Overall, I liked that I got to write about something interesting. However, I'm not so sure if I'm cut out for crime reporting. I had a hard time getting past that the fact that everyone in these courtrooms were people with families, despite their criminal behaviour.

Monday, October 17, 2011

Journalism Tips



Last Friday, Alex Freedman, the I-Team reporter for CBC News: Winnipeg came to speak at Red River College. He was dynamic, interesting, and engaging, and reinforced my goal of becoming a broadcast journalist. He had a lot of very good advice not just for t.v. reporters, but for journalists overall I'd live to share:

1) Never think you're smarter than the person you are interviewing.
You can know it, but don't think it. This mindset will come off as arrogant and will turn the person you are talking to off, which isn't ideal when trying to get information from them.

2) Use the "Columbo" style of questioning.
This technique of questioning is not exactly "playing dumb," but helps you understand the story you are working on better because the interviewee will start to "pat you on the head" and talk more, which is what you want. Some examples of "Columbo" style questioning are:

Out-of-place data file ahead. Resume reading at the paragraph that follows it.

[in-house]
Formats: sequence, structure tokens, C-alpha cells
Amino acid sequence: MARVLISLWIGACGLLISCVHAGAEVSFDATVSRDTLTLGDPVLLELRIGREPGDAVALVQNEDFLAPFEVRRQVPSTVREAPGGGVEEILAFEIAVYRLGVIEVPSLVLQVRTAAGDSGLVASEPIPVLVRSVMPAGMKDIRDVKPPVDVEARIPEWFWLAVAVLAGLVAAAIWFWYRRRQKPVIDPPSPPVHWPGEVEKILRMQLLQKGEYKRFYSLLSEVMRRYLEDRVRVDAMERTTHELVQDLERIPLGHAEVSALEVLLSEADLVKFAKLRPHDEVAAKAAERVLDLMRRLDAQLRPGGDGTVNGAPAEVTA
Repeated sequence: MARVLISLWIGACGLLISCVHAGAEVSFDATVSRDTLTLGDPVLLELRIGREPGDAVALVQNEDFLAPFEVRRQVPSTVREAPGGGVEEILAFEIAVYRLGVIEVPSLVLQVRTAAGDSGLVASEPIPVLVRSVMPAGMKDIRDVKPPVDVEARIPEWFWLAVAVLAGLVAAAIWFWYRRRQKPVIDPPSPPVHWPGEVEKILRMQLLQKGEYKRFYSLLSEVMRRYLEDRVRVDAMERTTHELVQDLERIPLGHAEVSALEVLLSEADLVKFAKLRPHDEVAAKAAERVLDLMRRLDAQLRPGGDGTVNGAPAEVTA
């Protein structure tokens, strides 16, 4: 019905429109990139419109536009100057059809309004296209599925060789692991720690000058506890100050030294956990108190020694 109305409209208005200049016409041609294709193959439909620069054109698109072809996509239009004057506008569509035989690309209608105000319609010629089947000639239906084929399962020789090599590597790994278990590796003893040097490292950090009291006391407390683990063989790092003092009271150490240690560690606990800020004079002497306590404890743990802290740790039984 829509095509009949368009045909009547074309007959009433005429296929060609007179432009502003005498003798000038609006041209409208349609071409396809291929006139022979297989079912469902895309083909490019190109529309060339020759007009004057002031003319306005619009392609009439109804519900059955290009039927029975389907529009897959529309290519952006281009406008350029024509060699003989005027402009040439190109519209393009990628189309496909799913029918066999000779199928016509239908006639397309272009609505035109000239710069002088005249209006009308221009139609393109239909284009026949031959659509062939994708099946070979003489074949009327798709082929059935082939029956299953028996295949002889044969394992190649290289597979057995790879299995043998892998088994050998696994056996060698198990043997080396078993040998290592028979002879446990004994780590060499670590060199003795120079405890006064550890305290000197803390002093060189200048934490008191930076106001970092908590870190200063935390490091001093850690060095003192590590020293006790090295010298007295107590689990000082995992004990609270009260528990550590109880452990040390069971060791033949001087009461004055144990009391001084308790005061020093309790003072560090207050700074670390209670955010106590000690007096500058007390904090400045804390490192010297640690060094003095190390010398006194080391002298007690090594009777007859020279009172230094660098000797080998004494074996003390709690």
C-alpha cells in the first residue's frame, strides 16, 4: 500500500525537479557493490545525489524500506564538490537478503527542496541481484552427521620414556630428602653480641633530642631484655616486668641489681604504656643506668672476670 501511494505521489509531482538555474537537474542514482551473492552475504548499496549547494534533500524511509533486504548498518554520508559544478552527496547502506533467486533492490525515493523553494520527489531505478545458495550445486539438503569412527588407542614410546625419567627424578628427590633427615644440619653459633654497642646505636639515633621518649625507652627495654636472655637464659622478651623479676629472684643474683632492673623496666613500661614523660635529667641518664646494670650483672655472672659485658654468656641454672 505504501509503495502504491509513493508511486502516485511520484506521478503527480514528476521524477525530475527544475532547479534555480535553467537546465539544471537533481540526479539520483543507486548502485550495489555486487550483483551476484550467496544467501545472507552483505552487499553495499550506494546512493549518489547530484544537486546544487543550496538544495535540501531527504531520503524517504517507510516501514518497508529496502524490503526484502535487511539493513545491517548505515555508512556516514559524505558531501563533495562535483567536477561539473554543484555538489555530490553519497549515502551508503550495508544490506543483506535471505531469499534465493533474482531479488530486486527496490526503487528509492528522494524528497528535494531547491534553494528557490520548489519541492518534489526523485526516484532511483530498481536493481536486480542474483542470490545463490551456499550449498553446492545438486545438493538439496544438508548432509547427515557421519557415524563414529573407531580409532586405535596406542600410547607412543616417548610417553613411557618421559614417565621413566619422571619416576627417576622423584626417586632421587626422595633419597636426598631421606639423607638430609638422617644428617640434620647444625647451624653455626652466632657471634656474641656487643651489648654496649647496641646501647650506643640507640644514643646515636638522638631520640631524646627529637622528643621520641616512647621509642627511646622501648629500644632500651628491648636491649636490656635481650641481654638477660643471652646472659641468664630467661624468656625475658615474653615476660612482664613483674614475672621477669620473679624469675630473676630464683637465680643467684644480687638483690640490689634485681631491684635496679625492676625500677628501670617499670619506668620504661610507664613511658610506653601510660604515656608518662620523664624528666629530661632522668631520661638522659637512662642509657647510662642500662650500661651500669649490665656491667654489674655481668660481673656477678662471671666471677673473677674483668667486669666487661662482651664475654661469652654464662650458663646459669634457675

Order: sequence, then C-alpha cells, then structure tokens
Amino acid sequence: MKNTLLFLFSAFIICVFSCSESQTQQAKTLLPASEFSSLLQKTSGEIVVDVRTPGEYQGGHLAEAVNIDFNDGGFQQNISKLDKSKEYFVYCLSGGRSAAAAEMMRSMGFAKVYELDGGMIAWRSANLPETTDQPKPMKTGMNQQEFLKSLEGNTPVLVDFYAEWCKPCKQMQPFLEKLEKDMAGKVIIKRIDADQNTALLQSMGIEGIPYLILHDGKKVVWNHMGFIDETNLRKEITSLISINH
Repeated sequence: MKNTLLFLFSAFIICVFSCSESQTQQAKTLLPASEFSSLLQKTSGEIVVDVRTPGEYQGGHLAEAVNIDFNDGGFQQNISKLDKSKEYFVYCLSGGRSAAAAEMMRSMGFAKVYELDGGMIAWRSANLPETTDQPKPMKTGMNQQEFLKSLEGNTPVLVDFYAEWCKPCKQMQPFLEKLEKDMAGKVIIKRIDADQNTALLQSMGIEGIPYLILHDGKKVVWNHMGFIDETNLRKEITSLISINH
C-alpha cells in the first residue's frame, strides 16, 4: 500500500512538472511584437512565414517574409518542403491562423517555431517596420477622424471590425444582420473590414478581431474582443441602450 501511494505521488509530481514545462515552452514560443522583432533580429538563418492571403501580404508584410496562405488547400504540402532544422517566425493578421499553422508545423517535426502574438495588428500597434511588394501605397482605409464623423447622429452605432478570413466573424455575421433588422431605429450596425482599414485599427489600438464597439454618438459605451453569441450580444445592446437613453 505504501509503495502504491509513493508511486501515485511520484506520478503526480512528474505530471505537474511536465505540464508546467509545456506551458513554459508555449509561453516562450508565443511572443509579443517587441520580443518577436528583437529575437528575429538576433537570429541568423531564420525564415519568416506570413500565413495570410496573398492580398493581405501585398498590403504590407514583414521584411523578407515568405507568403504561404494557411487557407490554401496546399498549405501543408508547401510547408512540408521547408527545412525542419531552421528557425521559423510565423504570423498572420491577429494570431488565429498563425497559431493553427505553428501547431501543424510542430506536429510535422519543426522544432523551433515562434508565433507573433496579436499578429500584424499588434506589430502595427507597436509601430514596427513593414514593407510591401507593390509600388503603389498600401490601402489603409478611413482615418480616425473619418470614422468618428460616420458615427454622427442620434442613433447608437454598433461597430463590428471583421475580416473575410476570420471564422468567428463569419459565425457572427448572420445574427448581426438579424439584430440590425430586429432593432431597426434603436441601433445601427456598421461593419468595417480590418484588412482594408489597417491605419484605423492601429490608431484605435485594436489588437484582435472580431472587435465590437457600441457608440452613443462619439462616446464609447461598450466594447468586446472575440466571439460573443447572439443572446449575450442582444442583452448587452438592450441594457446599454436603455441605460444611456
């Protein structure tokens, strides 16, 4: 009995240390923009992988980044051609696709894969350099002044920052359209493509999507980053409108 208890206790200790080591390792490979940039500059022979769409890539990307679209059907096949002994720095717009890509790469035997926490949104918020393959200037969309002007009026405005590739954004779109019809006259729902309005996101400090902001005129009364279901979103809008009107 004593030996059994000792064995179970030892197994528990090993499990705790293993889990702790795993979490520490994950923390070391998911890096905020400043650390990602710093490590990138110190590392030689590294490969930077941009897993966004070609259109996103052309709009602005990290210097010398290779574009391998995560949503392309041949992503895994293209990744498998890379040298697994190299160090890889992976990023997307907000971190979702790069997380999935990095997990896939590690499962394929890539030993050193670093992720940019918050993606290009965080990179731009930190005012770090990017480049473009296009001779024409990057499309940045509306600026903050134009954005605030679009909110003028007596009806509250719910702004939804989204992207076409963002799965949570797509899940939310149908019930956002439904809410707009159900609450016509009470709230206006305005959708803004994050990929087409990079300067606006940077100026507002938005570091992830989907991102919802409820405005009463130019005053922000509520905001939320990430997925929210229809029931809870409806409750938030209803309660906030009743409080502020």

"Can you explain that to me?" 
"How can that be?"
"I thought ___________. Can you explain that to me?"
(all said in a innocent, questioning tone)

3) When interviewing someone, keep your cool, no matter what. 
Even if someone just told your that they wasted hundreds of thousands of tax dollars, which has happened to Freedman, keep your cool in your conversation and body language. If the interviewee thinks there is something wrong, they might stop talking, which isn't good for an interview. 

4) Don't fill the pregnant pause.











Did you get a little anxious there? Don't fill the silence when someone is talking. When they get quiet, just stand back and let them be the first ones to talk. When someone is silent, that often means they are thinking, and will have something interesting to say when they do speak. 

5) Don't be aggressive, be assertive.
This may seem cliche, and I don't believe Freedman said this exact phrase, but it is what I got from his talk. Intimidating people will usually not garner interviews. However, letting someone know that you're going to do the interview with out without them, showing them that giving an interview would be beneficial to them, is a good way to get someone to speak to you. Freedman also suggested reminding elected officials that it is their duty to talk to you is a good way to secure your interview. 

6) Pictures, sounds, and quotes are the heart of your story and your words are just the glue.
Freedman told us about a news story that was only pictures and sound, and explained why it was "gold."   People care most about the story you are telling as a journalist, not you. So remember, the words that you write are the least important thing to a story. Make sure you have the right pictures, sounds, and quotes (often filled with human emotion) to tell your story effectively.